The concept of bad fuel economy is truly misunderstood by most average truck and SUV shoppers. When they look at a window sticker and see the city and highway numbers they aren’t taking into account the fact that this vehicle has full-time all-wheel drive, that it weighs 3 tons or that it has seating for nine people. They are just thinking about how much money they are going to have to charge on their card to keep that puppy running.
First off, it is far easier for a two-wheel drive economy car to get better gas mileage than any vehicle with four or all wheel drive because there are higher friction losses to the engine when all four wheels are spinning. As for weight, it is the enemy of fuel efficiency but has ballooned in recent years thanks to consumer/Government demand for safer vehicles. Do you think airbags don’t weigh anything?
But there are some vehicles which, even taking into consideration their weight, safety and use of all-wheel drive, just don’t cut it in today’s world when it comes to fuel economy. They are the dinosaurs so take this list as you will. Some may see it as a reason to rush out and buy these gas-guzzlers for sentimental purposes while still others will shrink back to their Priuses and hiss. Either way, gas prices will eventually go up again and how much you want to spend on it depends entirely on you.
2010 Mercedes ML AMG63-(11 city/15 highway)
For such a small five seat SUV that is so rarely ever going to go off-road this is really a pathetic fuel economy number. Granted, the 6.3 liter V8 pumps out 500 horsepower but it also does so in better packaged and more fuel efficient AMG/Mercedes models. ekspedisi Jakarta
Nissan Titan 4wd-(12 city/17 highway)
The Titan has always been the also ran in the full-size pickup world and its engine, while powerful, really doesn’t cut the mustard fuel economy wise. It is amazing that vehicles with just an open cargo bay (trucks) can be so heavy and inefficient. Much of the fault for that weight goes to the need for heavy duty suspensions to cater to the off-road 4-wheel drive crowd.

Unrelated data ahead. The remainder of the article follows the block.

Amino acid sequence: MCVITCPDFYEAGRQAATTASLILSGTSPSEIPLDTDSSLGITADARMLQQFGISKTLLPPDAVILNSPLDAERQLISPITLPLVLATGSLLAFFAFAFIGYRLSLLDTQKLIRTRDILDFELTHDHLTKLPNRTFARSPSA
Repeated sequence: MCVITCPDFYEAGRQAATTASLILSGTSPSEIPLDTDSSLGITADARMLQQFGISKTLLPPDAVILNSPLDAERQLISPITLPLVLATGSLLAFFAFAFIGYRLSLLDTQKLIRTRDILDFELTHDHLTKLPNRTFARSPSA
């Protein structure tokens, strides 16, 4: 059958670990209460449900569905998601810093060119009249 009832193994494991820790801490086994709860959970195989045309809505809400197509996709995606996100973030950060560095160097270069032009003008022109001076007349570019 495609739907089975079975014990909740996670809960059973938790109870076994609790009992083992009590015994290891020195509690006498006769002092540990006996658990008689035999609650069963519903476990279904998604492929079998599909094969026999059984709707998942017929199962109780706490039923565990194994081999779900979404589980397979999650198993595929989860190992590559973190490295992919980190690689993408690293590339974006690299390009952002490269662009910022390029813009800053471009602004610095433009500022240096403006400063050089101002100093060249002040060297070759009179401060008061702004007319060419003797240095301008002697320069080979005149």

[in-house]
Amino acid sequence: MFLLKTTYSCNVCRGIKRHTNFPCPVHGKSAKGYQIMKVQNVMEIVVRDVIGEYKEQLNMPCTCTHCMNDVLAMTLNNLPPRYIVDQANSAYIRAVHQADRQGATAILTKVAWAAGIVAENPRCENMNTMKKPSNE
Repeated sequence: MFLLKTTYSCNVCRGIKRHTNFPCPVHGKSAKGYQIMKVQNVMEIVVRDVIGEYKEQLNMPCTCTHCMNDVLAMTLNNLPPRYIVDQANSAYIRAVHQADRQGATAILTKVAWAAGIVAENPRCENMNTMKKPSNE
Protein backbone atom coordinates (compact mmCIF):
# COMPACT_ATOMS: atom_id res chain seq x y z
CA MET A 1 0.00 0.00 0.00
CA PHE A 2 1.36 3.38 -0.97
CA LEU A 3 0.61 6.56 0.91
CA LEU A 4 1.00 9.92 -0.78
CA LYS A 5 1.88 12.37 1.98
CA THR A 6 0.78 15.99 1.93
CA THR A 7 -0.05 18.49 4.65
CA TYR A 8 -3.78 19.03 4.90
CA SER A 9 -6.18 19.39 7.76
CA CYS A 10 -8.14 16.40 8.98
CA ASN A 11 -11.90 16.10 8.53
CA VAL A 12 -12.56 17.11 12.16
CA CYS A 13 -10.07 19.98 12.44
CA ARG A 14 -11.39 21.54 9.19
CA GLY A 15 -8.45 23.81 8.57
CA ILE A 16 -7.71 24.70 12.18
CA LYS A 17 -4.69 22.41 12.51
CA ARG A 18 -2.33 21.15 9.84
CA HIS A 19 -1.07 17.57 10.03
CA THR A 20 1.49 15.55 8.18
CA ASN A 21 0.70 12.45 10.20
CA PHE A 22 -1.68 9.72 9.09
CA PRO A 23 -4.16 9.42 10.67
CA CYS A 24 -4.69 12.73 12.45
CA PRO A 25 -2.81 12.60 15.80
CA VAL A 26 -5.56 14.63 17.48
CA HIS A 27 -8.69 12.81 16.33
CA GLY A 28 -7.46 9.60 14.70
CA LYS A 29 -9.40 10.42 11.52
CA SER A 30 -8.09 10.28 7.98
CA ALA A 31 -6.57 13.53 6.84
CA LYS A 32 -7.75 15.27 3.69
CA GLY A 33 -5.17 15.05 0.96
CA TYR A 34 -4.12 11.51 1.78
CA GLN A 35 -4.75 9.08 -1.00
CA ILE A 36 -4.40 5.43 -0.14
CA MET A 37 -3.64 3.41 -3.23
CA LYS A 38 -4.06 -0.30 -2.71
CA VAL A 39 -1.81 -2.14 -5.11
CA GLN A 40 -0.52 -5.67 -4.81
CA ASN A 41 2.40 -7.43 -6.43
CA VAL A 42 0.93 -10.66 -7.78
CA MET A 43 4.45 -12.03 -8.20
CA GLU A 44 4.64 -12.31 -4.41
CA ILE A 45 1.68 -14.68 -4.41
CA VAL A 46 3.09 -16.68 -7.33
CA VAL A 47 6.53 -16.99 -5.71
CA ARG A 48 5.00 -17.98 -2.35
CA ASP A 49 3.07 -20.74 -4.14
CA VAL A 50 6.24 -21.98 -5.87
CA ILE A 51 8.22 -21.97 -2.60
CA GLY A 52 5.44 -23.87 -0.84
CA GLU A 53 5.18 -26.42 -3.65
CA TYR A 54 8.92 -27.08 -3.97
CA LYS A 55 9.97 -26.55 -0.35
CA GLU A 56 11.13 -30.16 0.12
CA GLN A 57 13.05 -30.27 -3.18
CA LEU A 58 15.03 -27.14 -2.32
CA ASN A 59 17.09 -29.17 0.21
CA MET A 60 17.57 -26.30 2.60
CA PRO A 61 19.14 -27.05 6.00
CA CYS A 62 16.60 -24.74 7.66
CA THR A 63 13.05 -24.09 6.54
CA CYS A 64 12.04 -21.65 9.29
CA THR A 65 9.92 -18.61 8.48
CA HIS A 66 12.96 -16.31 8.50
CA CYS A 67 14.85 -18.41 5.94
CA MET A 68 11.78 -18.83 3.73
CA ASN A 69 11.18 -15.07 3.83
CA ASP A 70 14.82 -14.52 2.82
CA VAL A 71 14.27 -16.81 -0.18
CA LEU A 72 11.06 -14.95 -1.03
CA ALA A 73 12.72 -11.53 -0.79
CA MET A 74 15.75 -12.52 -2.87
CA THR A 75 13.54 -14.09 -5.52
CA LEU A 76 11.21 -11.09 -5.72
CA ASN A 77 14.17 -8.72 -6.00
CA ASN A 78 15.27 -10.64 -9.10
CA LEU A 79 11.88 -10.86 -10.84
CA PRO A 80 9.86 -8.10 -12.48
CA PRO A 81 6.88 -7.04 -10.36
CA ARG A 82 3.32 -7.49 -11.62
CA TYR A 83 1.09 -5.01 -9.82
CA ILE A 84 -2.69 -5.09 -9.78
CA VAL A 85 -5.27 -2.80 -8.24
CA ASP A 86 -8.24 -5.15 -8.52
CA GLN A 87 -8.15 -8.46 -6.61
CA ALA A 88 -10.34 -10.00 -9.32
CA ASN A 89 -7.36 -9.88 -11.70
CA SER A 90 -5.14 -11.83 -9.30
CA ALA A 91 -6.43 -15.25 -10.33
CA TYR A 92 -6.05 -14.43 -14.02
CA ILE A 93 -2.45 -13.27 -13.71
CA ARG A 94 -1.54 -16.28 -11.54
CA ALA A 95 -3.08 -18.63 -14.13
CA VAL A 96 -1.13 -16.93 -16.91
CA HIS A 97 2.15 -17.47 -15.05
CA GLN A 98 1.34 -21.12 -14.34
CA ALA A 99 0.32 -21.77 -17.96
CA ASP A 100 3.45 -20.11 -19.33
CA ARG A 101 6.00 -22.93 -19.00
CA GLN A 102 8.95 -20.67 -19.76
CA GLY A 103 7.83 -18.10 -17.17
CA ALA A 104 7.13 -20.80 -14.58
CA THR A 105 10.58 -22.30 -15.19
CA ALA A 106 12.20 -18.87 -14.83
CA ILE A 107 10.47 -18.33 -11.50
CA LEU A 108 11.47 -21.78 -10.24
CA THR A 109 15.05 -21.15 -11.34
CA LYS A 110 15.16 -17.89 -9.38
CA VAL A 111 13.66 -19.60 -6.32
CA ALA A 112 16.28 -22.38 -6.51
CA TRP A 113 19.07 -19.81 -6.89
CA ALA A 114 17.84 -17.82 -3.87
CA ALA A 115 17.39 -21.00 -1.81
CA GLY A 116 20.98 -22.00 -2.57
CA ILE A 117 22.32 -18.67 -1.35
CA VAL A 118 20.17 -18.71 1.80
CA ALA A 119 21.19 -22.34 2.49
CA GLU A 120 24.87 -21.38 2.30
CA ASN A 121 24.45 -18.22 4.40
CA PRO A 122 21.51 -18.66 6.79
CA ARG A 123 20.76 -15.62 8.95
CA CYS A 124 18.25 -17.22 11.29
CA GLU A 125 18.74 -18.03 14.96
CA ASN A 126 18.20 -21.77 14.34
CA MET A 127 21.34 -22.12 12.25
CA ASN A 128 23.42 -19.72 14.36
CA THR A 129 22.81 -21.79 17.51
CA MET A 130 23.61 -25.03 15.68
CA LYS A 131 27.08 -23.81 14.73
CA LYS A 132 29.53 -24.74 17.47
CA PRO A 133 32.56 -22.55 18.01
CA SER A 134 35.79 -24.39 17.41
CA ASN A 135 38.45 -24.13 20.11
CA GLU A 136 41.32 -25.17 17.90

BMW X5M and X6M-(12 city/17 highway)
Granted, the twin-turbocharged V8 engines in these recent sporting M editions pump out 555 horsepower but do you really need that much power in an SUV? Aren’t they usually used for more sedate family duties? Stick with the awesome 3.0 liter turbodiesel of the X5 as it pumps out 444 pound feet of torque and gets fuel economy in the twenties.
Ford Ranger 4wd-(14 city/18 highway)
This positively ancient 4.0 liter V6 variant of the utterly ancient Ranger compact pickup only puts out a little over 200 horsepower. That is just pathetic in this day and age.
Toyota Tacoma 4wd-(14 city/18 highway)
At least the V6 in this manual 4-wheel drive Tacoma puts out 240 horsepower which still isn’t much considering the economy on hand. With efficiency like this there is no point in not buying a full size truck.
Porsche Cayenne GTS-(11 city/17 highway)
This limited edition, manual transmission equipped version of the ridiculous Porsche Cayenne SUV gets atrocious mileage, is pig ugly and ridiculously heavy. Porsche should be able to do better or stick to sports cars.
Jeep Grand Cherokee SRT8-(12 city/16 highway)
This low to the ground drag racing 5-seat SUV is a vehicle without a point. With this much power and inefficiency wouldn’t you at least like a third row of seats?
Range Rover Sport Supercharged-(12 city/17 highway)
This sort of economy from an engine that doesn’t really feel all that fast (despite its horsepower numbers) should be proof enough that this is another show car without any point. Bred for posing and not any actual use, this kind of SUV will soon be extinct. If you want a British SUV buy the Range Rover or the family friendly 7-seat LR4.
GMC Sierra 6.2 Liter (Run on E85)-(9 city/13 highway)
This is the biggest engine available in the GMC Sierra and this is the economy you get if you run it on the “miracle fuel” E85. Problem when they were touting E85 as a savior of the environment is that no one mentioned how it makes bad fuel economy worse.
Toyota Tundra 4wd-(13 city/17 highway)
Really, not that the Big Three outshining the Japanese full size truck makers is something to celebrate but look at the F-150, Silverado and Ram! They usually get a mile or two better than these readings. Honestly, if a vehicle can’t crack 20 miles per gallon there is something wrong.